If you’ve spring cleaning your closets like I’ve been doing, you’re sure to find a few rogue t-shirts that really don’t have a place in your wardrobe anymore. One of the things you can do with said shirt if you don’t feel ready to part with it is make a plastic bag dispenser.
Since you’re making it out of a t-shirt, don’t expect to see a lot of structure to it (read: lots of unseemly bulges and angles) unless you implement the paper oatmeal container. Martha Stewart makes her plastic bag dispenser out of canvas, but why not recycle what we already have? See below for details. (Sorry about the dark pictures; I do my crafting at night!)
· Fabric ribbon
· Needle and thread (or sewing machine)
· Twine or thin fabric ribbon (to make the drawstring bottom)
· X-Acto knife
· Optional: large (42 oz) cylindrical oatmeal container (empty!)
1. Cut the sleeves away from the shirt as well as the neck. Tuck some of the fabric in the back away and sew up so it makes a long tube with a sewing machine (or, if you’re broke like me, with your trusty old needle and thread!). If your t-shirt has a design on the front (like my roommate’s Pink Floyd shirt), make sure to keep it. Lastly, don’t cut the bottom off of the t-shirt—you’ll use the bottom hem to create a drawstring effect.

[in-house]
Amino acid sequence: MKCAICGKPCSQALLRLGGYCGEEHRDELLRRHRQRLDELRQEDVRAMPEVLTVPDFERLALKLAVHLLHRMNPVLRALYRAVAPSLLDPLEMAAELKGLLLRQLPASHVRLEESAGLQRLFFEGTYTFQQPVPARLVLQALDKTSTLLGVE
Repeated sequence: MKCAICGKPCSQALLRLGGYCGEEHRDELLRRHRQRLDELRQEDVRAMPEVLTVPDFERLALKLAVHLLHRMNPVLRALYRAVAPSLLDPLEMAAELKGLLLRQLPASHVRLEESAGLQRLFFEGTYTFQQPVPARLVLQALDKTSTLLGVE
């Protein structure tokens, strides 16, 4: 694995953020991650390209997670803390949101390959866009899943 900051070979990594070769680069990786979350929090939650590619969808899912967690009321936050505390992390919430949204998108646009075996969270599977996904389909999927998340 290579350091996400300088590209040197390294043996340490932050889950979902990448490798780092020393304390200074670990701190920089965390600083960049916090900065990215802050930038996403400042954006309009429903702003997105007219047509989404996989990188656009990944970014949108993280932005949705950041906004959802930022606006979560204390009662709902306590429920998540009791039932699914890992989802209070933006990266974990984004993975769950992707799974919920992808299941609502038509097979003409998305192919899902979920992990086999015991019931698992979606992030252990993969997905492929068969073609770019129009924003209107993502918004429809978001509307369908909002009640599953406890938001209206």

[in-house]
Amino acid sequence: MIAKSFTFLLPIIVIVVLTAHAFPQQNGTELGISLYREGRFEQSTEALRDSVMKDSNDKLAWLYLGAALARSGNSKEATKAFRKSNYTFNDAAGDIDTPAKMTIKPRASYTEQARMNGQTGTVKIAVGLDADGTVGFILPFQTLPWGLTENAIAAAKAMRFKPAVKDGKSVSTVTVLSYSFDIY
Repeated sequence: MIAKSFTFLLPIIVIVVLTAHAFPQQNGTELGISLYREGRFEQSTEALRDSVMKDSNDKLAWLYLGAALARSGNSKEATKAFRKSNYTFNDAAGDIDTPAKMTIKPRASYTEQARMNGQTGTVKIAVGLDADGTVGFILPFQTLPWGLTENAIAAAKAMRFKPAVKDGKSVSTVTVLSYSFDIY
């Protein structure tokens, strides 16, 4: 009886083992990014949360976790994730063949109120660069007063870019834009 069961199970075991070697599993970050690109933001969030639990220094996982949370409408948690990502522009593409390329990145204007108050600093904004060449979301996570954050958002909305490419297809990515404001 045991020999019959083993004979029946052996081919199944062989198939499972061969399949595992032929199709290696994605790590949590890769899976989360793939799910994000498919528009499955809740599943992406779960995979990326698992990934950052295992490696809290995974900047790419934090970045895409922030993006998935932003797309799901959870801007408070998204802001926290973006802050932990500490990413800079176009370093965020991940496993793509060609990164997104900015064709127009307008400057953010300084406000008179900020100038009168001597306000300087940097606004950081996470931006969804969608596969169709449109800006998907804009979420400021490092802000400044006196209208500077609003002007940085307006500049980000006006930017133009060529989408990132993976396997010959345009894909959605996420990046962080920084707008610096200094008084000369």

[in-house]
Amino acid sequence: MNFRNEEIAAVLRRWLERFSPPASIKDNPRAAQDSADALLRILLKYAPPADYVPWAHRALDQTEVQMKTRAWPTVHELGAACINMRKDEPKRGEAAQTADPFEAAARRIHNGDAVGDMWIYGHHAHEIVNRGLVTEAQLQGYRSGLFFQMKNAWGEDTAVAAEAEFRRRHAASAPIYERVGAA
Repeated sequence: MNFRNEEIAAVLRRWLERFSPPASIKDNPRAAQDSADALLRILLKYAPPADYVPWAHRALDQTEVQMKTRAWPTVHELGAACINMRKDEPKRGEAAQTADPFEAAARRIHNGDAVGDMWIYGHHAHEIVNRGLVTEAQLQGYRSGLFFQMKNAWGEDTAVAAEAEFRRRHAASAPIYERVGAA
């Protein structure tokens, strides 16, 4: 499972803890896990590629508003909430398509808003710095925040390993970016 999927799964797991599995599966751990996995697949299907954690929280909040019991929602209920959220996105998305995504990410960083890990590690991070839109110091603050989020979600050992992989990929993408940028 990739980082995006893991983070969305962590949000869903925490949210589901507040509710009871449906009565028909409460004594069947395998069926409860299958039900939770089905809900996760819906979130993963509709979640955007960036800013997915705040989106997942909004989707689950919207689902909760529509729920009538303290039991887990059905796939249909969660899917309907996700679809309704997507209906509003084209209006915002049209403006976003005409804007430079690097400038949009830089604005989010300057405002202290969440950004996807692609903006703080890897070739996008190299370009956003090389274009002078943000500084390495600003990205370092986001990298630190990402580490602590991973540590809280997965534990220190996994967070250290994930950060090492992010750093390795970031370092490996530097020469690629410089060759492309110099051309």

2. Sew the fabric ribbon to the top of the t-shirt so it can hang off of hooks and doors.
3. Cut four slits in the bottom hem. Take the thin fabric ribbon, or twine and wrap a little tape on one end s it slides through the hemming easier. Pull the ribbon or twine through so it becomes a drawstring. Cut off the ribbon or twine and tie large knots on both ends so it doesn’t get lost.
4. Remember that oatmeal container? Use the X-Acto knife to cut out the bottom so it’s just a paper tube. Push it through the t-shirt until it sits at the bottom. Stuff your plastic bags in there for a more organized look. The t-shirt I worked with is large so really I need two oatmeal containers, but I need to wait a few more mornings for that.
Bio: Maria Rainier is a freelance writer and blog junkie. She is currently a resident blogger at First in Education, where she’s been looking into gender wage gap statistics to see if it can be explained through women choosing lower paying degrees and men choosing higher paying degrees. In her spare time, she enjoys square-foot gardening, swimming, and avoiding her laptop.
This post sponsored by: